2012 - Volume #36, Issue #4, Page #08[ Sample Stories From This Issue | List of All Stories In This Issue | Print this story | Read this issue]
Chestnut Orchard Up And Running
“We have about 1,000 trees producing,” says Linda Black. “The nuts were a little smaller with the drought we had last year, but we still sold out by Christmas.”
What started with 100 seedlings planted on their Illinois farm in 2001 has grown to between 2,600 and 2,700 hybridized chestnut trees. Several hundred trees have been lost to deer, rabbits and other pests, even though a handmade wire cage protected each tire.
Though the couple purchased their first set of seedlings, the bulk of the orchard was direct seeded or grown from seed in a greenhouse they set up on the farm. The first few years they replanted any tree that was destroyed, but have since realized they have plenty to work with.
“We planted on 20-ft. centers, which may be too close for maximum nut production, but it’s our hope that our children or grandchildren may be able to harvest some trees for wood, leaving others for nut production,” says Linda.
Two homemade devices that remove the hulls or burs and sort the nuts by size were introduced this past season. Dale Black fashioned them after similar machines used by friends in the chestnut business.
Nuts drop from a hopper down through two sets of lawn mower tires. The tires are under inflated so as not to damage the nuts. Opposing tires running at different speeds “rub” the hulls or burs off the nuts.
After nuts are separated from the burs, they are fed into a sorter. Dale laminated plywood rings to make a frame for a cylinder. Three sheets of high-density polyethylene, each one drilled to make holes of a slightly larger size, were mounted inside the rings. The cylinder rides on wheels mounted on top of a framework fashioned out of shelving uprights.
A hose mounted inside the cylinder spirals from one end to the other, helping to move the nuts along. As they pass over each succeeding section of the cylinder, nuts fall through into wooden containers, separating out into small, medium and large sizes.
The nuts in each size group are poured into a food grade sterilizing solution. Here the good nuts sink, while those with air in the shells float. The nuts are then dried, packaged and put in cold storage.
This past season, nuts were picked from the ground by hand and moved by hand from one machine to another. In the near future, the Blacks hope to mechanize handling with augers and conveyers. This winter they purchased a used nut harvester from California.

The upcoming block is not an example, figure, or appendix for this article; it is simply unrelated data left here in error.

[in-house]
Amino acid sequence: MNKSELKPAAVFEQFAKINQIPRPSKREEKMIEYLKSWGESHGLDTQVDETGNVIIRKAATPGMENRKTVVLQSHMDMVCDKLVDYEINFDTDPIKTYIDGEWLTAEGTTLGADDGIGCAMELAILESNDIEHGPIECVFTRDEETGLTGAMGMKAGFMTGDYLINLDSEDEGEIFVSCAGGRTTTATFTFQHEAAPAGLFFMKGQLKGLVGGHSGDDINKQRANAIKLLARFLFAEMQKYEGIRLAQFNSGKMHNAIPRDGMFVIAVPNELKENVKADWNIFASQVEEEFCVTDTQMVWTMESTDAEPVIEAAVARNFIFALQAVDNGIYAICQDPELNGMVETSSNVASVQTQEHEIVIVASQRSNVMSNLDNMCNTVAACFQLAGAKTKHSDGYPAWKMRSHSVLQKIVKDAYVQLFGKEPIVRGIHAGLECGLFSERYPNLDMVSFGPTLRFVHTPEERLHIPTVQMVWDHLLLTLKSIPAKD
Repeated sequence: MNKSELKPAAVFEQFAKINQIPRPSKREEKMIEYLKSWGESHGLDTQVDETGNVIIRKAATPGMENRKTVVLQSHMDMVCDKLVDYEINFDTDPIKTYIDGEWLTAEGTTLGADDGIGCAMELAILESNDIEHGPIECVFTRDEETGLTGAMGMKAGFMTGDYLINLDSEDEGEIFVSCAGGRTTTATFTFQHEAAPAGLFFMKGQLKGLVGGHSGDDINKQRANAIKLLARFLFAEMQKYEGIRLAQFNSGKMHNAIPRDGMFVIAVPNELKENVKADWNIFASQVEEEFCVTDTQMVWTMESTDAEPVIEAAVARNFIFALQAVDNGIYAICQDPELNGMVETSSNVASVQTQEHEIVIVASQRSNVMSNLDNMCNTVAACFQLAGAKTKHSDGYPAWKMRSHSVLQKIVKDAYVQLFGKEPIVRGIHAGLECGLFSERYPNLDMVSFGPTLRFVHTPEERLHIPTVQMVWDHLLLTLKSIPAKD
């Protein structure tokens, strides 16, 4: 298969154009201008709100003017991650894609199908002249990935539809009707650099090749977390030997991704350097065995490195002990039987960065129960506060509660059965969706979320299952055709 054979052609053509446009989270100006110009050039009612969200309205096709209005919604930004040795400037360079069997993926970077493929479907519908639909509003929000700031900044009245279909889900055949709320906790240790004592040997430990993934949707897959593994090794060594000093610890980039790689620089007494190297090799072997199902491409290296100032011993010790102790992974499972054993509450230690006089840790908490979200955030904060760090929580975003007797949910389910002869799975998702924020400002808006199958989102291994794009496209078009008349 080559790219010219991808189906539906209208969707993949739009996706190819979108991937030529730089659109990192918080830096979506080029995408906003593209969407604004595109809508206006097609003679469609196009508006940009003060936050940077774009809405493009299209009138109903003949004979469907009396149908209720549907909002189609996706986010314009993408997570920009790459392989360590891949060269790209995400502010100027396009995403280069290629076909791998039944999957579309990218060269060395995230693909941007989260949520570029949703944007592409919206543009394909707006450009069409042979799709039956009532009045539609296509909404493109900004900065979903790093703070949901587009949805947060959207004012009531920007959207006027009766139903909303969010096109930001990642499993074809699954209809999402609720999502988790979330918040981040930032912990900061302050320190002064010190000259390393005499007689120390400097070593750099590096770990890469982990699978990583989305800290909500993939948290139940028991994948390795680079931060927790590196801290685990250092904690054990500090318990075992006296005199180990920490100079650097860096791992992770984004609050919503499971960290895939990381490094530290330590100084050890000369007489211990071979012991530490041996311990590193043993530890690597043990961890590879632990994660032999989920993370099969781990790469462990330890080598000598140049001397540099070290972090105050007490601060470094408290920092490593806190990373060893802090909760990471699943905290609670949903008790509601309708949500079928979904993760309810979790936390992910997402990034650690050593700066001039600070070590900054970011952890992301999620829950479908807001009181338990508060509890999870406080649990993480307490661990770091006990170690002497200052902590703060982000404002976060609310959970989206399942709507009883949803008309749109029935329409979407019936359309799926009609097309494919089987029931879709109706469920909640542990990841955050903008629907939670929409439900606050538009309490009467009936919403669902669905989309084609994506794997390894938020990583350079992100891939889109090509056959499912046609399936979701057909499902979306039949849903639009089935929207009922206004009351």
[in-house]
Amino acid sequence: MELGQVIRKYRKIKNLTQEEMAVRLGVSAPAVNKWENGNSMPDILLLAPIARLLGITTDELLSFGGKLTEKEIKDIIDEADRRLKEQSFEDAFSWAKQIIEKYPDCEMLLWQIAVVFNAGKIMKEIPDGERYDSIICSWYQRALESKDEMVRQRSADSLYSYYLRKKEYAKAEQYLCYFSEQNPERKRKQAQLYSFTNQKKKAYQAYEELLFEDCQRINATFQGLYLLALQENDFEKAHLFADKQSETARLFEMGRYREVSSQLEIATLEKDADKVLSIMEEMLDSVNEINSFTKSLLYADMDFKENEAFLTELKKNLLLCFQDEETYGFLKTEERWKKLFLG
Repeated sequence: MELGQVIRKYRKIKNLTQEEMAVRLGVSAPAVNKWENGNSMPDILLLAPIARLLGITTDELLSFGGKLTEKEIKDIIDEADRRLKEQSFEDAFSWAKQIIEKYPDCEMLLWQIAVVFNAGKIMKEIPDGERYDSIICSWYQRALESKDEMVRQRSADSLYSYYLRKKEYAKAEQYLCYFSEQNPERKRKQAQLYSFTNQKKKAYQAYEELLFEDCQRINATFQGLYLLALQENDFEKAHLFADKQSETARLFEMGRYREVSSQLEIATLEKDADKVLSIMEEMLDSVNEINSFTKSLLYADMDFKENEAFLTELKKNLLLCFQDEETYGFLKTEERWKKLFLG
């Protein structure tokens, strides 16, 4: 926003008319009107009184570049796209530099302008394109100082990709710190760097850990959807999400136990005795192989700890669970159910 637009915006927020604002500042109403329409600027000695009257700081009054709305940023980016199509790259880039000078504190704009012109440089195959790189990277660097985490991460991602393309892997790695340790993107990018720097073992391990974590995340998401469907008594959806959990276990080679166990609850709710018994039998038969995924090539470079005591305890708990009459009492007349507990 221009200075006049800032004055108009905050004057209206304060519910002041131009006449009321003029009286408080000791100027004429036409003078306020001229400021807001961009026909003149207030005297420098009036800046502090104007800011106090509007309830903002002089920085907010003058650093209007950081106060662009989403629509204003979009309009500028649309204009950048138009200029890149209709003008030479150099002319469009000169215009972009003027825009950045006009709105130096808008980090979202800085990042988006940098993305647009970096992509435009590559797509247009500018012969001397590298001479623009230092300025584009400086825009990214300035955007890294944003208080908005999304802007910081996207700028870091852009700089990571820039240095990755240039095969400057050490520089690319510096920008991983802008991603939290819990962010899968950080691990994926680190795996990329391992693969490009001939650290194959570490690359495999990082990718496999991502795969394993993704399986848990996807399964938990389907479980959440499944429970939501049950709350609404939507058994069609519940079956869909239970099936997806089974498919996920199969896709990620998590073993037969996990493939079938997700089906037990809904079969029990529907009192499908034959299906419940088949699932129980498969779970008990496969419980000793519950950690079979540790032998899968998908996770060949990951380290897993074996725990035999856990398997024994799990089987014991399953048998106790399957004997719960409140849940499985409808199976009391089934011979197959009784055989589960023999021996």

Finding customers for their fresh chestnuts has been easier than finding equipment. Imported chestnuts can spend days or weeks in transit, exposing them to temperature extremes. As a result, imported nut quality varies.
“We work extremely hard to get farm-fresh chestnuts to the market under proper conditions,” says Linda. “Within seven days of hitting the ground, our chestnuts have been deburred, sorted, cleaned, sanitized, packaged labeled and refrigerated before traveling to a refrigerated warehouse.”
The Black’s chestnut orchard requires limited work now that the trees are established. Linda advises fertilizing with a light treatment of urea or 12/12/12. She cautions against over fertilizing, which can cause the trees to shoot up too fast.
The American chestnut mostly died out due to blight. Crossing the few American survivors with Chinese chestnuts and recrossing with the American are bringing the trees back. The Dunstan was an early success.
“The Dunstan is supposed to be 15/16 American chestnut, and most of our trees are the classic American tall, straight shape,” she says. “However, the Dunstan nuts are larger than the American chestnut was, sweeter and easier to peel.”
Though the 2011 crop is sold out, pricing and pictures are available on the farm’s website.
Contact: FARM SHOW Followup, Chestnut Ridge of Pike County, 18483 U.S. Hwy. 54, Rockport, Ill. 62370 (ph 217 437-4281; www.chestnutridgeofpikecounty.com).
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